4. A fourth crucial factor in housing policy is that most middle- and upper-income households of all ethnic groups do not want to live in neighborhoods containing any sizable number or percentage of poor people. This is especially true of households with school-aged children. Therefore, non-poor households withdraw from areas where many poor live and erect barriers to the subsequent entry of the poor into their own neighborhoods. This behavior is the foundation for the socio-economic hierarchy of neighborhoods found in every U.S. metropolitan area.

  • Such behavior is similar to the unwillingness of most whites to live in areas where more than 25 to 33% of the residents are African Americans no matter what their income levels. This underlies continuing racial segregation. Similar but less intensive feelings are held by whites about other minorities too.
  • The non-poor exclude the poor not through purely market forces, but through local zoning and other regulations that prevent construction of affordable units. This behavior is rooted in the strong desire of homeowning households to protect and increase their housing values, since housing is their greatest financial asset. Hence suburban governments, which are almost always dominated by homeowning voters, tend to adopt parochial policies that aim at benefiting their own residents, without regard to the impacts upon anyone else.
  • Exclusionary zoning is reinforced by the desire of local officials and citizens to minimize taxes by blocking land uses that generate more local expenses than revenues. This means housing, especially housing for people with children. So truly affordable housing is regarded as a fiscal anathema by suburban governments, and they all try to shunt it off onto other areas. Yet our economy cannot run without many low-wage workers who cannot afford “decent” units.
  • These exclusionary motives are emphasized during periods of prosperity when residents have the luxury of not worrying about their jobs or incomes. Then they can worry about elements like congestion and life style. Another result of prosperity has been rising prices and rents that hurt the poor. From 1990-1999, median home prices in the largest 21 metro areas rose an average of 33.9%.

5. A central, if unintended, consequence of such exclusionary behavior is significant concentration of the poorest households together in high-poverty neighborhoods in central cities and older suburbs – especially poor minority households, who are doubly excluded. Yet concentrating many very poor people together produces adverse neighborhood environments that reduce the life-chances of people there, compared to environments with much more economically diverse populations. I am convinced, and so are most big-city mayors and many HUD officials, that we cannot improve the quality of life for the very poor without reducing big poverty clusters.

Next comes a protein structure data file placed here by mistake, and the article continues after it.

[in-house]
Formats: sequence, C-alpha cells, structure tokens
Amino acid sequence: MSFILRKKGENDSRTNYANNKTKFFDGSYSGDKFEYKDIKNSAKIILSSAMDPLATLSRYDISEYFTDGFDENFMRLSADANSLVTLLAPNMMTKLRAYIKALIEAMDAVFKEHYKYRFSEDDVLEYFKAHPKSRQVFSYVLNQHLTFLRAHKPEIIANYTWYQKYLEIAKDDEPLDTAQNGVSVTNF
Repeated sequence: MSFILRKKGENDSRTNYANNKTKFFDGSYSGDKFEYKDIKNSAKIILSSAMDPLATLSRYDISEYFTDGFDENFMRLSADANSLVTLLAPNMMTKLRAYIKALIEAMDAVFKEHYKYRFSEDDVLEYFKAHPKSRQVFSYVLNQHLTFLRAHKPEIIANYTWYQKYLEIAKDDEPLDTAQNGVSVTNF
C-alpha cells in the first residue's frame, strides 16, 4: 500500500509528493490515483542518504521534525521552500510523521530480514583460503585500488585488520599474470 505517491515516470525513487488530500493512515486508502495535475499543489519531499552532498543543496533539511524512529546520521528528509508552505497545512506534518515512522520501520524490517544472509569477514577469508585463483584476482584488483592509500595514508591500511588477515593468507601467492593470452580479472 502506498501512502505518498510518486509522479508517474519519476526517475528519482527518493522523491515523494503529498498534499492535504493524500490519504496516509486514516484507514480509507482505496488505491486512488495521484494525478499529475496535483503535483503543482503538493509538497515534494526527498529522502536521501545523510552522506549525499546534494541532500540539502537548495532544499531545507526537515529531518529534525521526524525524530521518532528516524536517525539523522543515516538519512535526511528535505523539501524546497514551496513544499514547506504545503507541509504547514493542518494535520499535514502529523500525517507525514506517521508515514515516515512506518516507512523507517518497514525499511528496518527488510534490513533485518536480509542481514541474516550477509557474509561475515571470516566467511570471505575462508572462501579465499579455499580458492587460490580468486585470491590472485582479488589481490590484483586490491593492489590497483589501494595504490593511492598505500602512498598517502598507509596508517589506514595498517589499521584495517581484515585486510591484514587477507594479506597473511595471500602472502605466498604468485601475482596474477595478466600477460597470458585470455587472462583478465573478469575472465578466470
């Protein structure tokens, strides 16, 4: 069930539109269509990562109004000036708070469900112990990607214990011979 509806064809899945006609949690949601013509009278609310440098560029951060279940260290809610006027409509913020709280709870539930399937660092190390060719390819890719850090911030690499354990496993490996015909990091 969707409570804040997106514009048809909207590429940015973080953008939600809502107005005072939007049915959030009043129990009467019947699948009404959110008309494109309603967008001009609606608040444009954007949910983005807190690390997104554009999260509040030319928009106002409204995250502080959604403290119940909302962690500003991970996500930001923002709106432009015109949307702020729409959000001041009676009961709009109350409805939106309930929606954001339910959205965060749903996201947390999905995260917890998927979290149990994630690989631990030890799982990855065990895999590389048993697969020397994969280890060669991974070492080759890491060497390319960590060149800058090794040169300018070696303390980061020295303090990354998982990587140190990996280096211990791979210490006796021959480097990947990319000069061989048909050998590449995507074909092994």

• Such poverty concentrations have been worsened by federal and other government policies that focused most housing assistance and incentives on the very poorest households, in the poorest areas. This was done in the name of humanely aiding those who needed it most. But this policy has failed because it increased concentration of the poorest households together, as in high-rise public housing projects – thereby creating socially destructive environments.
  • It is time to re-align incentives created by federal policies so they encourage greater income diversity, even if that means giving public aid to people who are not the very poorest. For example, more points for low income housing tax credit projects should be given to those with moderate percentages of very poor residents, rather than to those with the highest percentages, as is done now.

6. The preceding points show the dominant American housing development process causes a progressive abandonment of parts of many large older cities through growth at the suburban fringe, aggravating urban decline. Many observers blame such urban decline on suburban sprawl, but that conclusion is not accurate.